(Soundbite of laughter)

Mr. FATSIS: ...so he wouldn't have to play it, because the Q is tough to play. And there was another more recent case where a player was accused of looking in the bag at the letters while he was drawing them out, while he was pulling them onto his rack. And that was a pretty serious offense.

CONAN: Let's get Deborah on the line. Deborah with us from Cincinnati.

DEBORAH (Caller): Hi. Your Scrabble expert brings up a good point for me because if he's saying you can use the regular dictionary, which is how we typically play, I'm wondering when a words like Google gets added, if that is okay in the proper Scrabble, as I'll call it, because it's a proper noun, but yet it's now in the dictionary as a verb.

CONAN: With...

Mr. FATSIS: Well, the language is ever-changing. And many words that were either considered proper in the past, like Kleenex or Xerox or Benadryl, are now - have actually translated and become a common usage, lowercase usage. Google, I believe...

CONAN: I think...

Mr. FATSIS: ...has not been - Google has not been added.

CONAN: Yet.

Mr. FATSIS: Googly is good. It's a type of bowled ball in cricket.

CONAN: In cricket, yes.

(Soundbite of laughter)

DEBORAH: Okay. I'll keep that in mind...

CONAN: Be careful about the spelling there...

Mr. FATSIS: I think googolplex is good in Scrabble. A little bit longer.

CONAN: Googolplex, but that's a toughie, yeah.

Mr. FATSIS: That's a mathematical term.

CONAN: It is, yeah. Deborah, thanks...

DEBORAH: One other point, too, I wanted to make is that it's been a cultural thing for my family. I mean, it's been passed on for generations, from - I played - I think your last caller said with his grandmother, I've done the same. And I know that they're doing this probably to market to young people because it's more popular culture. But I think that the Internet has done a great job. I know, you know, I play against my cousin who lives in Arizona and we play online with each other. And I think that's drawn a lot more younger people to the game too, being able to play online.

CONAN: All right.

Mr. FATSIS: That's a really good point, and it's something that I wanted to touch on, which is that for all of these attempts to market things to a younger generation and to change rules and sex things up, the reality is a game like Scrabble is timeless. And one of the virtues of its timelessness is that people love it. I mean, there's a reason that people still - millions of people still play this 60-plus years after it was invented. And online, hundreds of thousands of people are playing Scrabble every day. Even, you don't need to do much to the game to attract people. And as this school program demonstrates, you can get kids hooked on the game at a very young age, and it offers all kinds of benefits.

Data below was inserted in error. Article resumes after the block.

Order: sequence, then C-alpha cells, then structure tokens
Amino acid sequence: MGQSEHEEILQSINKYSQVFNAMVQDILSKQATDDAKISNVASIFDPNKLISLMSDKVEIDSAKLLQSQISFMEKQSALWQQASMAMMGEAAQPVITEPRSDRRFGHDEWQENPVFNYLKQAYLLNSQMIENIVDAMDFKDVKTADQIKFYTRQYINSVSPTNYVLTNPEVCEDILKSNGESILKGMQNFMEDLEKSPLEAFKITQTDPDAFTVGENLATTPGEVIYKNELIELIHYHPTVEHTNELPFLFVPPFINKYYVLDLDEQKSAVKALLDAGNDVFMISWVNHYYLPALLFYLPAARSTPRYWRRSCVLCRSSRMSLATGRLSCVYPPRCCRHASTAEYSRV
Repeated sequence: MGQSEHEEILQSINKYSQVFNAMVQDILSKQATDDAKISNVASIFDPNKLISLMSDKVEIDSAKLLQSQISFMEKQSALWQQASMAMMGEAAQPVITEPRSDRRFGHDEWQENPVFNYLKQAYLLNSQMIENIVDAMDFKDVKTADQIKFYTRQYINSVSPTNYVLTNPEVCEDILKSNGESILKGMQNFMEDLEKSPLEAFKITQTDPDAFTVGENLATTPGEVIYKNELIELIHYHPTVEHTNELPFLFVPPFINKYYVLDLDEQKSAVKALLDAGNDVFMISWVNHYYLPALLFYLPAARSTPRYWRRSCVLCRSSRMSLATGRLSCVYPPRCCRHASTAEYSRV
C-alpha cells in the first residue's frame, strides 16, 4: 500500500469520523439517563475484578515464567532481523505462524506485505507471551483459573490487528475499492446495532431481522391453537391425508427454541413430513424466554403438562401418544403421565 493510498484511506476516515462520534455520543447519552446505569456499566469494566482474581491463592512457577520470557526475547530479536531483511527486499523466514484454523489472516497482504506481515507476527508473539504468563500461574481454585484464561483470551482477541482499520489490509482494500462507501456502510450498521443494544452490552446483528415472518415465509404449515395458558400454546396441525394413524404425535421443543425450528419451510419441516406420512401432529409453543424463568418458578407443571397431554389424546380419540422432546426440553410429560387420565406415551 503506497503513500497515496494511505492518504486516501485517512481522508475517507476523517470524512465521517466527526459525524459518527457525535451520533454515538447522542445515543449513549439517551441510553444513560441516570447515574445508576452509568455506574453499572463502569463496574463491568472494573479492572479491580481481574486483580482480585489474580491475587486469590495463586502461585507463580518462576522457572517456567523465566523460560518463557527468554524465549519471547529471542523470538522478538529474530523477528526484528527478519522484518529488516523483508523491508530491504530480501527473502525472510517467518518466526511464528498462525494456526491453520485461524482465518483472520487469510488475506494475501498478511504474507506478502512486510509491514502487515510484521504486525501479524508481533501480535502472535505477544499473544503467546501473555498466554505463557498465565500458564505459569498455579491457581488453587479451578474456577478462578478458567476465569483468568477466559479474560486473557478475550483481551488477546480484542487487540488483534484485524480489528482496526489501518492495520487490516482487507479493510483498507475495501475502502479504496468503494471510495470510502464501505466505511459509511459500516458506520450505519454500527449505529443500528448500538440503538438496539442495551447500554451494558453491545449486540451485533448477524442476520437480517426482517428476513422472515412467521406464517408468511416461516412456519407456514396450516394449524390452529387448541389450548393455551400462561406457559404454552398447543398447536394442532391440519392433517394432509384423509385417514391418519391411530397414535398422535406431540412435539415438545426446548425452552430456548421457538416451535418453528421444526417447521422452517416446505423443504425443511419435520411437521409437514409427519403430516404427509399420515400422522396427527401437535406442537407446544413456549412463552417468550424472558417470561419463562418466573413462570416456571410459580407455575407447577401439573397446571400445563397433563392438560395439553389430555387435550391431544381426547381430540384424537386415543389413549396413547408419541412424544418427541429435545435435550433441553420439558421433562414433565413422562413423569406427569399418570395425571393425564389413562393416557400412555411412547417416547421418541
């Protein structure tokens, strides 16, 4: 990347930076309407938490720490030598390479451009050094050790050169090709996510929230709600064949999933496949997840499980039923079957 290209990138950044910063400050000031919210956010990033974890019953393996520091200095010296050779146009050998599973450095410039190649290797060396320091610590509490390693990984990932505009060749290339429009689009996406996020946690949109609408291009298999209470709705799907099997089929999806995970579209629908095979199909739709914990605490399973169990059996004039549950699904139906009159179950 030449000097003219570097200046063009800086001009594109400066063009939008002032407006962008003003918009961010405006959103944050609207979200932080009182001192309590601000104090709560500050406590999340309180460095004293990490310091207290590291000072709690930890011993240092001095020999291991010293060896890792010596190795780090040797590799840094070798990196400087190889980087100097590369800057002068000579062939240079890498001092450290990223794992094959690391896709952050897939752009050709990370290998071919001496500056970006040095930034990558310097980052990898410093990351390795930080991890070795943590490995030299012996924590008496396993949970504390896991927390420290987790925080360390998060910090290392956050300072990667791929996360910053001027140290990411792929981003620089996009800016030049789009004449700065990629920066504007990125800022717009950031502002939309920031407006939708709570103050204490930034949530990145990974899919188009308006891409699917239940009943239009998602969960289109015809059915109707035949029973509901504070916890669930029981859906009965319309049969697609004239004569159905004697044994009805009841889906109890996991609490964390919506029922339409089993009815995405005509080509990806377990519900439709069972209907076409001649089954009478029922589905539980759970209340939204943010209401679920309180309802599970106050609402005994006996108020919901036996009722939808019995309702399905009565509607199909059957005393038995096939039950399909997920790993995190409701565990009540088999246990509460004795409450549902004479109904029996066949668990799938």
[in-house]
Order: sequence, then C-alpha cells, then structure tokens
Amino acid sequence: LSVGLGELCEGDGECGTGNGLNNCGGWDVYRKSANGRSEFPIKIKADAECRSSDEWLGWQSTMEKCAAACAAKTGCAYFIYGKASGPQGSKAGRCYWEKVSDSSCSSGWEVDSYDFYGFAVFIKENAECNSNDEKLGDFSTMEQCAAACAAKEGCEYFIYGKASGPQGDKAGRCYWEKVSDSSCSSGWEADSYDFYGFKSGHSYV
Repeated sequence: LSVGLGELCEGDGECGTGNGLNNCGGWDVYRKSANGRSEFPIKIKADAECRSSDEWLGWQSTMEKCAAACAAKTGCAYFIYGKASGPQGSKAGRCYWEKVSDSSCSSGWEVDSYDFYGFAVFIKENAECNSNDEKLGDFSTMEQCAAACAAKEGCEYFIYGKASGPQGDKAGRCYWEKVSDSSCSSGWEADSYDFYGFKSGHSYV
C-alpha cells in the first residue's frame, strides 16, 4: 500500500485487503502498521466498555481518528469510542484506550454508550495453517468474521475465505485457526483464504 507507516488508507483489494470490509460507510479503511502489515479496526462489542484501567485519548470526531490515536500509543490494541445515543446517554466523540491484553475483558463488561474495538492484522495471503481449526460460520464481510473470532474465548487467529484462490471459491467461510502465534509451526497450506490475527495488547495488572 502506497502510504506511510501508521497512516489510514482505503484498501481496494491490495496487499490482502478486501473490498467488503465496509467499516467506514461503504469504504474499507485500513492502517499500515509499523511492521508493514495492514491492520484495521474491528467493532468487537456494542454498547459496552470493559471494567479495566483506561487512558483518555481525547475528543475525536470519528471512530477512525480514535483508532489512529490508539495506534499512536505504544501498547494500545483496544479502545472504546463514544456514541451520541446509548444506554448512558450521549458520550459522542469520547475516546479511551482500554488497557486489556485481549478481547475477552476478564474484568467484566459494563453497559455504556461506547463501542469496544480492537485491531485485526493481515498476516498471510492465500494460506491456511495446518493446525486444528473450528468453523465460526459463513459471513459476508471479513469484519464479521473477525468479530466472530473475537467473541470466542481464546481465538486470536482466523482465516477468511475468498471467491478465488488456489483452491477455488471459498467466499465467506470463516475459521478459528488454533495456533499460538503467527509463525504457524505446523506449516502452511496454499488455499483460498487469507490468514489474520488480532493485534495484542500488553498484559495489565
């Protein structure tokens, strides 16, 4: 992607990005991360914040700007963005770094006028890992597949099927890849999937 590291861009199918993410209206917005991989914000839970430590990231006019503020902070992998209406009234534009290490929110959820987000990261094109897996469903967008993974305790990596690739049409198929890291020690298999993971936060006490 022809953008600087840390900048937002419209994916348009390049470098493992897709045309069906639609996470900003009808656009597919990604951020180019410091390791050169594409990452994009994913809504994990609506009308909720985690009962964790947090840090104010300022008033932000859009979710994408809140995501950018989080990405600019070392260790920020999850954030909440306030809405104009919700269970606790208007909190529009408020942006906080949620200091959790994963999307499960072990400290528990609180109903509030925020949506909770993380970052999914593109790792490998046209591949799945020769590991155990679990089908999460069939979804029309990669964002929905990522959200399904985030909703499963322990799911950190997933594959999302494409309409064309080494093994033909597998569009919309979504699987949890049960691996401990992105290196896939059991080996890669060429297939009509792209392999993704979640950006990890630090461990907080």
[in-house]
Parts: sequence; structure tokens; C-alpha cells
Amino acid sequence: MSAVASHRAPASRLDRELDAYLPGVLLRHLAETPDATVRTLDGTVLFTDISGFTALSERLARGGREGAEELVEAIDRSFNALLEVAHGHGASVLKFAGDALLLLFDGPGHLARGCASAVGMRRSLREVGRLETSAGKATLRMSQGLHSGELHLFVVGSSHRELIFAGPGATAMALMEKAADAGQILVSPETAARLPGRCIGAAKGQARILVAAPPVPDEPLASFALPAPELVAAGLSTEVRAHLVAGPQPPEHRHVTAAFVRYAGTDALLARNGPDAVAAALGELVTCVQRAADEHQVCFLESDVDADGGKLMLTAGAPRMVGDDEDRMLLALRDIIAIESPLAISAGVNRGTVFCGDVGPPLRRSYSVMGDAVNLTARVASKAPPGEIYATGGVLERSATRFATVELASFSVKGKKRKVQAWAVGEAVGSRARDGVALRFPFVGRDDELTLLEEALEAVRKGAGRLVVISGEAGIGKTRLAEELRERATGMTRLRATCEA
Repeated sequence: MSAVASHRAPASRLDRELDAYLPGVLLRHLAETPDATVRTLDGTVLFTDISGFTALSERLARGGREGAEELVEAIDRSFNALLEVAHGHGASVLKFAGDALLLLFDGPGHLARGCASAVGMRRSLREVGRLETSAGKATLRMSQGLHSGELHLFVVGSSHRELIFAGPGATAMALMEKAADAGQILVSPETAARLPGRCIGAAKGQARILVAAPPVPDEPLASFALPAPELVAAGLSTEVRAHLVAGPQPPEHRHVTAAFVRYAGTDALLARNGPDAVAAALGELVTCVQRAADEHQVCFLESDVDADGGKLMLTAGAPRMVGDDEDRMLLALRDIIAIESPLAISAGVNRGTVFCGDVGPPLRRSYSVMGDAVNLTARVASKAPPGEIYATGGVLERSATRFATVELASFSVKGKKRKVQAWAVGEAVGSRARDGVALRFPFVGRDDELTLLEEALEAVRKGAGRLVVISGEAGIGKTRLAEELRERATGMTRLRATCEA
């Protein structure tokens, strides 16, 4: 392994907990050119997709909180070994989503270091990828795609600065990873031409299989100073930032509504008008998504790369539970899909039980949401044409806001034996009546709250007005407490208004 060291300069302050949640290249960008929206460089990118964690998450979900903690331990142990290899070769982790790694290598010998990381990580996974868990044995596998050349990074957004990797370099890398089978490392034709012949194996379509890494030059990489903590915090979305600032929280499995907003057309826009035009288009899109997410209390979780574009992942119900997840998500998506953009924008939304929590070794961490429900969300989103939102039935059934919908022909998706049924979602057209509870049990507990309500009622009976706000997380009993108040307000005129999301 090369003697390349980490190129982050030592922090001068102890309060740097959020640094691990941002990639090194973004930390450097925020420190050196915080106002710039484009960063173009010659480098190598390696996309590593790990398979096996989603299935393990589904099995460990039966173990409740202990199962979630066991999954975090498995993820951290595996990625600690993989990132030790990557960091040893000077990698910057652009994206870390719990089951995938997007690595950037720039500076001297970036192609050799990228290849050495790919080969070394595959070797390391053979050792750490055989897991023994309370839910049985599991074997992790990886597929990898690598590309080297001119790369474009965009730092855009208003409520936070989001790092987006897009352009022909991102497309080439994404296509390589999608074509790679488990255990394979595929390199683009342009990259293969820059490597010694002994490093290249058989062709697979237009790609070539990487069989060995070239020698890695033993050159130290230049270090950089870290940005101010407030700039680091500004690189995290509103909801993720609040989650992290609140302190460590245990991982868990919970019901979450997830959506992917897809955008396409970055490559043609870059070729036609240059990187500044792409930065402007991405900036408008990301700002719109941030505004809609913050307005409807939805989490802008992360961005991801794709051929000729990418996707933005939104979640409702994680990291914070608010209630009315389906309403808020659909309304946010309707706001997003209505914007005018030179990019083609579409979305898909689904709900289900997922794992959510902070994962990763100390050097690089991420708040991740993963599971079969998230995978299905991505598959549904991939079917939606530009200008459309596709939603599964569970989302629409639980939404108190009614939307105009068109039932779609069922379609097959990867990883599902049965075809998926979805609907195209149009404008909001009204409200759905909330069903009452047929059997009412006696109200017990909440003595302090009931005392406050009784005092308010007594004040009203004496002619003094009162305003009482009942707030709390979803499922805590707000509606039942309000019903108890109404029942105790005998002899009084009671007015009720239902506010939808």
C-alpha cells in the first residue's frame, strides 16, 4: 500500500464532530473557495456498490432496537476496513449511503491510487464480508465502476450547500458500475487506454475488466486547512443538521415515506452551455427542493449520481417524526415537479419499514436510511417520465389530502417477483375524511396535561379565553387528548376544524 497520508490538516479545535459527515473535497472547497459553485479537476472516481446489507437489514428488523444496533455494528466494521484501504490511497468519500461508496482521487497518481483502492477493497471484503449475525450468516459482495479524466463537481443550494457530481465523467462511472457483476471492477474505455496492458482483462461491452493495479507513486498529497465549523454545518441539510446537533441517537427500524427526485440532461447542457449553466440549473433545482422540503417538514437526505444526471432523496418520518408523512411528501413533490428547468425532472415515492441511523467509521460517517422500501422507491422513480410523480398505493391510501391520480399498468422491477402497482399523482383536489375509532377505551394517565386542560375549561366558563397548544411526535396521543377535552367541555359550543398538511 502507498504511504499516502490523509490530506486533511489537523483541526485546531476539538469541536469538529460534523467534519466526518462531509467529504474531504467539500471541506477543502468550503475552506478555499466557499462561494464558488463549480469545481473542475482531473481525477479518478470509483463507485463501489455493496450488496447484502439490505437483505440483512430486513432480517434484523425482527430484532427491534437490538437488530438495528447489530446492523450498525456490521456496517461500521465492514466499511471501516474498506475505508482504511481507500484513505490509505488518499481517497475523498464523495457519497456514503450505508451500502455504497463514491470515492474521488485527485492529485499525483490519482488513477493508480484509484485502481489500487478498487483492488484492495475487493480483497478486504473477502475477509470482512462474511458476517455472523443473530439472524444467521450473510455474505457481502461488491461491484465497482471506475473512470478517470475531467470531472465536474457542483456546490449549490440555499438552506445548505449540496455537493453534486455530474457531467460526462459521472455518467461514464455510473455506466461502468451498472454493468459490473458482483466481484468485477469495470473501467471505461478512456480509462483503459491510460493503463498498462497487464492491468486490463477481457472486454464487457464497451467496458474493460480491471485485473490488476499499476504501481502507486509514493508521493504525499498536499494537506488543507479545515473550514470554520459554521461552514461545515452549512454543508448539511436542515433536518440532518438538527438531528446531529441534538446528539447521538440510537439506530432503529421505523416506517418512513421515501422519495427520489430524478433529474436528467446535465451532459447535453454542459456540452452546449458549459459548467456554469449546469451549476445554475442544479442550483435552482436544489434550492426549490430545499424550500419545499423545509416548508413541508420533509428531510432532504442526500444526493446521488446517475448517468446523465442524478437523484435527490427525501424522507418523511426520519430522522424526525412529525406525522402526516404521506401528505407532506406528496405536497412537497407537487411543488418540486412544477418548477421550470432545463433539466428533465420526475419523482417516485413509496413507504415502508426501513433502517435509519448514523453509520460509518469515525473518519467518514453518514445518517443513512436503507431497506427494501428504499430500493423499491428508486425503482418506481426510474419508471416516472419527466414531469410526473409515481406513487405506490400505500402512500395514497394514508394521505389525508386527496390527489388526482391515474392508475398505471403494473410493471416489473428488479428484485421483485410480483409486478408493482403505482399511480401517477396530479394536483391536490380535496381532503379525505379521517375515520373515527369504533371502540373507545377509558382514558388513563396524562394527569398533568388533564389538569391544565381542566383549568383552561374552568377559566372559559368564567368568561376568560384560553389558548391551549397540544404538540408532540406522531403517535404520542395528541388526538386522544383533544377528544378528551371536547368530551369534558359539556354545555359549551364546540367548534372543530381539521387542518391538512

CONAN: Thanks, Deborah.

DEBORAH: Well, thank you. And I'll be sure to use Googolplex the next time I'm playing my cousin. I'll be...

Mr. FATSIS: Good luck. Tell me if you do.

CONAN: All right. Let's go next to Bakar(ph) in Charlottesville.

BAKAR (Caller): Hello again(ph). How are you doing?

CONAN: Very well, thanks.

BAKAR: I have cheated on Scrabble before. I'm (unintelligible) Scrabble player. I love to play Scrabble. I win most of the time. I always turn out to be the winner. But one day, I mean, I am a nurse, and I have a private duty job. And one of the entertainment that we do with my patient, because she was a Scrabble player before she had stroke, we normally play Scrabble together. And my fellow nurse has been upsetting me all day, getting on my nerves. And I don't want her to win, but she was on the verge of winning for the first time. But then I have six tiles. I was looking for one letter for the past, I don't know, 30 minutes. And I just can't find the tile, so I decided to use a blank to use it - build the word. But I dont have a blank, so I decided to use one of the letter and turn it, flip it over...

CONAN: Oh, no.

BAKAR: ...(unintelligible) a blank. (Unintelligible) she wasn't well aware of it.

CONAN: Did you get away with it?

BAKAR: I got away with it. I had a seven letter word, and I won the game, but my patient knew that something was wrong, and she was trying to get the attention of the other lady, but she was not - you know?

(Soundbite of laughter)

Mr. FATSIS: Pretty easy to suss that one out because there are only two blanks in a bag of Scrabble tiles.

CONAN: But...

Mr. FATSIS: When that third one hits the board, you have a pretty good clue that something is up. But congratulations for your quick thinking.

(Soundbite of laughter)

BAKAR: Thank you.

CONAN: Bakar, thanks very much for the story. And Stefan, thank you for your time. I know you're going to be off to take these kids to the tournament.

Mr. FATSIS: I am. We're - the tournament is on Friday and Saturday. And you can actually follow the results online if you are interested in learning more about these kids playing scrabble.

CONAN: And what's the URL?

Mr. FATSIS: I believe it is schoolscrabble.com.

CONAN: We'll put a link to that on our Web site at npr.org, click on TALK OF THE NATION. Have a great time, Stefan.

Mr. FATSIS: Thank you very much.

CONAN: This is TALK OF THE NATION from NPR News. I'm Neal Conan in Washington.